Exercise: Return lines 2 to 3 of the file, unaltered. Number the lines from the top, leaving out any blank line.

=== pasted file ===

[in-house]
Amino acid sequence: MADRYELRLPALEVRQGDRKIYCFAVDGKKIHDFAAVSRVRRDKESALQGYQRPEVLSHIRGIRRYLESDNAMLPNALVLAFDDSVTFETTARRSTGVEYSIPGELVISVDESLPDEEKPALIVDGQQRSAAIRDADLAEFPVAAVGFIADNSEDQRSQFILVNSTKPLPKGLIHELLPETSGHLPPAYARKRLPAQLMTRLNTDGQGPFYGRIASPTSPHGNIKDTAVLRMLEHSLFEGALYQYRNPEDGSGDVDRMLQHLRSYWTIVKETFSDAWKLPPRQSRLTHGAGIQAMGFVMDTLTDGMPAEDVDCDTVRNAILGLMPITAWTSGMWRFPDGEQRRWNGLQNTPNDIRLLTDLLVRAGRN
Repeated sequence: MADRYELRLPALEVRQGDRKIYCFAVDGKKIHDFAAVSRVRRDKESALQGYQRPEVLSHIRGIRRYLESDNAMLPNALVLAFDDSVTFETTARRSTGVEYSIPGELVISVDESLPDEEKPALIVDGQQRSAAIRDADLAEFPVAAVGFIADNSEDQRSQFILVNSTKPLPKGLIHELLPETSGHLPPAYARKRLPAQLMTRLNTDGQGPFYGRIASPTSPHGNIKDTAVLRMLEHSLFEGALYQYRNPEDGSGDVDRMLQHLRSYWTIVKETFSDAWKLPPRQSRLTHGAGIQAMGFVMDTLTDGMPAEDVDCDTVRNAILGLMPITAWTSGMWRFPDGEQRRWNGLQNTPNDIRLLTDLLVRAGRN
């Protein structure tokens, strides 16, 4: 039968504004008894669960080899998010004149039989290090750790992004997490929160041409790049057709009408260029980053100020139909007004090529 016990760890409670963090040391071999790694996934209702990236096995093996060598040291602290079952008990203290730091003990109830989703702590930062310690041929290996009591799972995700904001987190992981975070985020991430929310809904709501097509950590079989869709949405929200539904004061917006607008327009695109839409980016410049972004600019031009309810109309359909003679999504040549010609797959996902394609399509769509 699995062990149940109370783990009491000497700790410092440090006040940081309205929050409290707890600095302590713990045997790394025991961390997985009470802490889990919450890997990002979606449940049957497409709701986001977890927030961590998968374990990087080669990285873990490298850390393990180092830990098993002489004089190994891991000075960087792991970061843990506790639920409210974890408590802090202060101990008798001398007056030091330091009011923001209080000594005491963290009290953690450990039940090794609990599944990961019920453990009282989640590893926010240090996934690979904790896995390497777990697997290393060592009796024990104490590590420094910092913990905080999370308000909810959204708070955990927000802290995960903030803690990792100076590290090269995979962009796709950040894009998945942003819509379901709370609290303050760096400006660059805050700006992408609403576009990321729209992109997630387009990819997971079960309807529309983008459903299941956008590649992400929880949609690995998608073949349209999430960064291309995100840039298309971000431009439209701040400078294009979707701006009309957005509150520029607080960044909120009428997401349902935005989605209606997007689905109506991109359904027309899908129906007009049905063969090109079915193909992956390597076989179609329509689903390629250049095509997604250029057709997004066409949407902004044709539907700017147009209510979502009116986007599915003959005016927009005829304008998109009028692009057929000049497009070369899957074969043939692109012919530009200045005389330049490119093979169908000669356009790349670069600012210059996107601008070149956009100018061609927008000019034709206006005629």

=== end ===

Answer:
Amino acid sequence: MADRYELRLPALEVRQGDRKIYCFAVDGKKIHDFAAVSRVRRDKESALQGYQRPEVLSHIRGIRRYLESDNAMLPNALVLAFDDSVTFETTARRSTGVEYSIPGELVISVDESLPDEEKPALIVDGQQRSAAIRDADLAEFPVAAVGFIADNSEDQRSQFILVNSTKPLPKGLIHELLPETSGHLPPAYARKRLPAQLMTRLNTDGQGPFYGRIASPTSPHGNIKDTAVLRMLEHSLFEGALYQYRNPEDGSGDVDRMLQHLRSYWTIVKETFSDAWKLPPRQSRLTHGAGIQAMGFVMDTLTDGMPAEDVDCDTVRNAILGLMPITAWTSGMWRFPDGEQRRWNGLQNTPNDIRLLTDLLVRAGRN
Repeated sequence: MADRYELRLPALEVRQGDRKIYCFAVDGKKIHDFAAVSRVRRDKESALQGYQRPEVLSHIRGIRRYLESDNAMLPNALVLAFDDSVTFETTARRSTGVEYSIPGELVISVDESLPDEEKPALIVDGQQRSAAIRDADLAEFPVAAVGFIADNSEDQRSQFILVNSTKPLPKGLIHELLPETSGHLPPAYARKRLPAQLMTRLNTDGQGPFYGRIASPTSPHGNIKDTAVLRMLEHSLFEGALYQYRNPEDGSGDVDRMLQHLRSYWTIVKETFSDAWKLPPRQSRLTHGAGIQAMGFVMDTLTDGMPAEDVDCDTVRNAILGLMPITAWTSGMWRFPDGEQRRWNGLQNTPNDIRLLTDLLVRAGRN